Robert Bell, of Edison, was stepping out of a Manhattan bar last August as four New York City police officers passed by him, The (Newark, N.J.) Star-Ledger reported Sunday. Bell then gave the cops the finger.
One of the officers confronted Bell and asked him for an explanation.
"Because I don't like cops," the 26-year-old responded. Bell was then arrested and charged with disorderly conduct.
The case was dropped after Bell's arresting officer failed to appear in court.
However, Bell filed a federal civil rights lawsuit against the city and the arresting officer, alleging his First Amendment were impeded.
Legal experts said Bell has a case, arguing that although was Bell did can be deemed offensive or defiant, giving the finger is not illegal.
"I can't arrest you for giving me the finger, any more than I can arrest you for calling me nasty names," said Jon Shane, a retired Newark police captain who is now an assistant professor at John Jay College of Criminal Justice in Manhattan. "Sure it's stupid and disrespectful. But it's not against the law."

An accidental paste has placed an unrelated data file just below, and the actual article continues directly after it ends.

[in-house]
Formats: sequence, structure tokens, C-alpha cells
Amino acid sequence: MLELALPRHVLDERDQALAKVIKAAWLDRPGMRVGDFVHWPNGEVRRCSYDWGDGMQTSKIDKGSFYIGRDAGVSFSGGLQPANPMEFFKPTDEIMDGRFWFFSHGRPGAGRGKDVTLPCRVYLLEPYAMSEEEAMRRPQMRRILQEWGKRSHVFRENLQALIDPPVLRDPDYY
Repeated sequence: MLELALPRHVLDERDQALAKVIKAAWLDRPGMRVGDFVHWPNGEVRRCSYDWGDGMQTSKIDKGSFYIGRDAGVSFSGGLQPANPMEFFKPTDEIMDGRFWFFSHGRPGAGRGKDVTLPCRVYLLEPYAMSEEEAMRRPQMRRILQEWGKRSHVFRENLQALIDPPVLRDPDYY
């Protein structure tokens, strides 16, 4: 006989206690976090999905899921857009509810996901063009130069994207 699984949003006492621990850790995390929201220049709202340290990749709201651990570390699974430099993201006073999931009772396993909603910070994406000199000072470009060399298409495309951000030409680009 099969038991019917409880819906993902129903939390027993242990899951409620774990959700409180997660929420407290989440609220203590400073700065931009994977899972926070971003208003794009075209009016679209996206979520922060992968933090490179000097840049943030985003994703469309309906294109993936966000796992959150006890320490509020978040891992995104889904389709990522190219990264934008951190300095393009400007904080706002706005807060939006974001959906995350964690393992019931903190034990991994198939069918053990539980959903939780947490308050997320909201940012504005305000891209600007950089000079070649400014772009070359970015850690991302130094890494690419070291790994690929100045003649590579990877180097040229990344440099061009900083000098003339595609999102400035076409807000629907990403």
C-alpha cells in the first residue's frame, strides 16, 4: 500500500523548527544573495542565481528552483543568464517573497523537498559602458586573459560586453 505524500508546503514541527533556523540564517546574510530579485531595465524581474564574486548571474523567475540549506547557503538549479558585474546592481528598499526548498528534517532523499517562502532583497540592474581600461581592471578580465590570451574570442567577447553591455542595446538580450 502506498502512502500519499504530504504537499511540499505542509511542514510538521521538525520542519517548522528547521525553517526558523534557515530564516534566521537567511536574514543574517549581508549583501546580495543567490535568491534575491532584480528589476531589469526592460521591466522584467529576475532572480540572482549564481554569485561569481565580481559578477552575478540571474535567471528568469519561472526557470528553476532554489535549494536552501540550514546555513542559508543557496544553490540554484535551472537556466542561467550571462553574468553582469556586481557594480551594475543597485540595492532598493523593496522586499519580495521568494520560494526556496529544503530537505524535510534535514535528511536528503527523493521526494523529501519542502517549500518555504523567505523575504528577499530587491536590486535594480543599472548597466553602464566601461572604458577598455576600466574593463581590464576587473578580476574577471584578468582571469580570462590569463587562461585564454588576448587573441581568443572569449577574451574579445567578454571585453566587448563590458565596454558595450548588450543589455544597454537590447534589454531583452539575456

Chris Dunn, associate legal director for the New York Civil Liberties Union, which represented Bell in his criminal case, agreed.
"Crude as it may have been, you have a constitutional right to criticize police and that's exactly what he was doing. The Supreme Court has long recognized that to be the case," he said.
A New York Police Department spokesman, while not commenting on Bell's case, did say citizens are allowed to speak out against police officers.
Can you flip a cop the finger and curse him out? "Sure. It's actually protected by freedom of speech," said spokesman Sgt. Brendan Ryan.
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